Another woman, Pang told SAYS that she was prohibited by the security guard at Selayang Municipal Council from entering its premises and was also passed a sarong to wear when she visited its office today, 10 June.

Image via Snowpiano Pang

She was there to submit her documents related to business licencing. According to Ms. Pang, the security guard there pointed at the signboard and told her that "It's clearly stated that the dress must be over the knee, then only you are allowed to go up."

The guard then continued saying, "You must go back and change your attire now, or wear our sarong."

"I was quite upset, looking at my dress, indeed my dress isn't over my knee, but it's still considered a proper office attire. And this is not the first time I'm wearing this to government offices. So I checked with the guard again as to why I could wear this last week but not this week?"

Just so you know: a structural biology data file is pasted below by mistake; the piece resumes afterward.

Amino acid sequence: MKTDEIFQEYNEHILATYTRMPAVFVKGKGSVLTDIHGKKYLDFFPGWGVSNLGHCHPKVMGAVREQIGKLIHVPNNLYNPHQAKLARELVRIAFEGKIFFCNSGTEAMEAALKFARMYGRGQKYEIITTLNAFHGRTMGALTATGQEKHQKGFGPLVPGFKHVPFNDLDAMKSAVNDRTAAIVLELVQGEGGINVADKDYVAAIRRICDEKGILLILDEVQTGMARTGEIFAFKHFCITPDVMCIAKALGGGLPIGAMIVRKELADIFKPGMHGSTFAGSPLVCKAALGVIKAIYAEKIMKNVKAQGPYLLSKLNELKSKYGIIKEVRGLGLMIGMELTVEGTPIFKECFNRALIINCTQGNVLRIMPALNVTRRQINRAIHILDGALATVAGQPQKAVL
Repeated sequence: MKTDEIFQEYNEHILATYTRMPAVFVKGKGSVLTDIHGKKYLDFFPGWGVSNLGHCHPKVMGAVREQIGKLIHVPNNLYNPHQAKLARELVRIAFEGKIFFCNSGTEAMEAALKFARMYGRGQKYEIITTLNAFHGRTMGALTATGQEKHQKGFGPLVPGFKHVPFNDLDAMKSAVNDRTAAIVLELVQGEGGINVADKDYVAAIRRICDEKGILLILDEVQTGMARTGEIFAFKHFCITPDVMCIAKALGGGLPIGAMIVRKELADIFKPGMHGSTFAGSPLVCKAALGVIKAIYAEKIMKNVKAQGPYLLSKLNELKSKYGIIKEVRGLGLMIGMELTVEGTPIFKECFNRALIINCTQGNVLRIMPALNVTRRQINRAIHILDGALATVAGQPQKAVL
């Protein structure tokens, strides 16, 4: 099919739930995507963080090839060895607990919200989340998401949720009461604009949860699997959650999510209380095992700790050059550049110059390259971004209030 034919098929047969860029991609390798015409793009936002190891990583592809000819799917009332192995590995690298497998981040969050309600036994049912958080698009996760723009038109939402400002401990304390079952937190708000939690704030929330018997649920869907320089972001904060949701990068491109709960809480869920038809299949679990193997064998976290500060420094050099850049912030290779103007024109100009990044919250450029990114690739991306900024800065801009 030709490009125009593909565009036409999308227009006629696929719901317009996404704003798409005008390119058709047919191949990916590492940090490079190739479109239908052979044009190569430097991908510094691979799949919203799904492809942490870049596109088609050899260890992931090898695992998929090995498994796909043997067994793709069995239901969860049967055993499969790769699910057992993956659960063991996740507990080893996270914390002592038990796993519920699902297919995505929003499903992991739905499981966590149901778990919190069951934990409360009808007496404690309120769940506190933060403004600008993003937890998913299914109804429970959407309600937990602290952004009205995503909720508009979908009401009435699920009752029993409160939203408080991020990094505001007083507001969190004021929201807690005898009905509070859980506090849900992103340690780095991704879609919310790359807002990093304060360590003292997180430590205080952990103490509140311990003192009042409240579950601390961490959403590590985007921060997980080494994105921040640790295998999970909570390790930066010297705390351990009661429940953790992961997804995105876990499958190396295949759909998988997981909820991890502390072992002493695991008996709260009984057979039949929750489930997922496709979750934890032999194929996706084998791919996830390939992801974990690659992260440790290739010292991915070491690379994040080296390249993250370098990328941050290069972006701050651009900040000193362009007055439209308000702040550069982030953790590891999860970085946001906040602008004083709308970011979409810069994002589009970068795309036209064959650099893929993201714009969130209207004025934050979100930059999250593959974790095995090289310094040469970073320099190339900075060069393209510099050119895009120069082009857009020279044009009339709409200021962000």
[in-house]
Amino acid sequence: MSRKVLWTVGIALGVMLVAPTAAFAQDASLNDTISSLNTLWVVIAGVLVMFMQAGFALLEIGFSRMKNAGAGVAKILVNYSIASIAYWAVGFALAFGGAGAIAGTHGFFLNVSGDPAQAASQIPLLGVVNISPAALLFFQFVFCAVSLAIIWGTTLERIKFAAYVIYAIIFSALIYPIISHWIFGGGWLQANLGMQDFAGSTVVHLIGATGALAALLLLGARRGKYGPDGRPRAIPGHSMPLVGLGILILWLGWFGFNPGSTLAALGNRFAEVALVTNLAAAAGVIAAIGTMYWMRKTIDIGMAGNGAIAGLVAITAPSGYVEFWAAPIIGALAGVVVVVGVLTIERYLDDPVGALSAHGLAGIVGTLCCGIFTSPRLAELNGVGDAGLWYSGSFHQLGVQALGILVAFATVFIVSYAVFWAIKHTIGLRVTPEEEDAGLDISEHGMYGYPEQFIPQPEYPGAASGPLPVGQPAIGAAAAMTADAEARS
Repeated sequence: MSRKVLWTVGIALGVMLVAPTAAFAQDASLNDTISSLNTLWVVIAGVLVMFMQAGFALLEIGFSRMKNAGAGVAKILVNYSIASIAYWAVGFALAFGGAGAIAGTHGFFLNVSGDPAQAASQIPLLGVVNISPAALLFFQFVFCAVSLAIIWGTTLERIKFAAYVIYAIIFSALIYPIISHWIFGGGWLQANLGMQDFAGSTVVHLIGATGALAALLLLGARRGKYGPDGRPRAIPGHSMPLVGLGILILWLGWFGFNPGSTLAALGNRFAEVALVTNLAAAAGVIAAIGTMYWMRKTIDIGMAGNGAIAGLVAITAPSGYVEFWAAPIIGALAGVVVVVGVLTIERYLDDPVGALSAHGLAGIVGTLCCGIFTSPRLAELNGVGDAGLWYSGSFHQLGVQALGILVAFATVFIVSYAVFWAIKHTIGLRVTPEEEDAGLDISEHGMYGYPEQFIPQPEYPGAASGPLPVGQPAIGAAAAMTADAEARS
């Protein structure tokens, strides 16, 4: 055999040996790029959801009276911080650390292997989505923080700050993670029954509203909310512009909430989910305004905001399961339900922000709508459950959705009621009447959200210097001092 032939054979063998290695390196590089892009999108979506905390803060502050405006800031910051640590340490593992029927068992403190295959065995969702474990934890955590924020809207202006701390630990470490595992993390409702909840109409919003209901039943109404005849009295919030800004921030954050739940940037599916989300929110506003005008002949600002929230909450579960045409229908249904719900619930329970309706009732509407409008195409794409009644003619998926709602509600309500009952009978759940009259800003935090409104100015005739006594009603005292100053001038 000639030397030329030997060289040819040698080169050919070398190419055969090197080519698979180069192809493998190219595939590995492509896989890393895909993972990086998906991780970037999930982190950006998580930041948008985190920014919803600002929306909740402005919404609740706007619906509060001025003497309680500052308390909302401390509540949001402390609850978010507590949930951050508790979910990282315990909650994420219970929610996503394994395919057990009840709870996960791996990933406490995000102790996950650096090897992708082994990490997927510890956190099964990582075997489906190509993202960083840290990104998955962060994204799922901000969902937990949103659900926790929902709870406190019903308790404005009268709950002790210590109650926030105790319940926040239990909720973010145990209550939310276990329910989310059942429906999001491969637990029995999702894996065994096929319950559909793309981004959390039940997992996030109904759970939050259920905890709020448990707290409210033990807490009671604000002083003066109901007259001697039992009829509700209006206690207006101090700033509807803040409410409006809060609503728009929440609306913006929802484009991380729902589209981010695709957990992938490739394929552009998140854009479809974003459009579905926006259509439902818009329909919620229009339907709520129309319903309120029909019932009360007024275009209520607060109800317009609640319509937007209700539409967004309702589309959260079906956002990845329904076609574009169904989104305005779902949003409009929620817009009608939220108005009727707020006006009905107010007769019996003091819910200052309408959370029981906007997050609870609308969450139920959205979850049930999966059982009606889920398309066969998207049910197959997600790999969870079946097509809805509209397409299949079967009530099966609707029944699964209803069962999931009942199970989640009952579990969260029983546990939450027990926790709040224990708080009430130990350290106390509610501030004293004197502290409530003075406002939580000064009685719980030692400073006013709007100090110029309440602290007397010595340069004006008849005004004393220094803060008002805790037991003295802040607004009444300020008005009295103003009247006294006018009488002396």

He said, YDP just gave an order that whole of Malaysia's office must follow these rules. "So even if I allow you to go up, when the office staff see your attire, they will still ignore you. So do you still want to change to our Sarong?" the guard asked her again.

What sort of dress Ms. Pang was wearing? This:

Image via Snowpiano Pang

Ms. Pang, who wondered if it's a valid reason to reject a visitor, then calmly asked the guard, "can you tell me what's wrong with a female wearing a skirt? I just want to know. Because even though my dress is different from your signboard, why is it wrong?"

"Sorry, I can't help. I'm just following the rules," the guard told her. She then asked him, if she can't go up, can he ask his officer to come down? He said he doesn't think the officer will come down.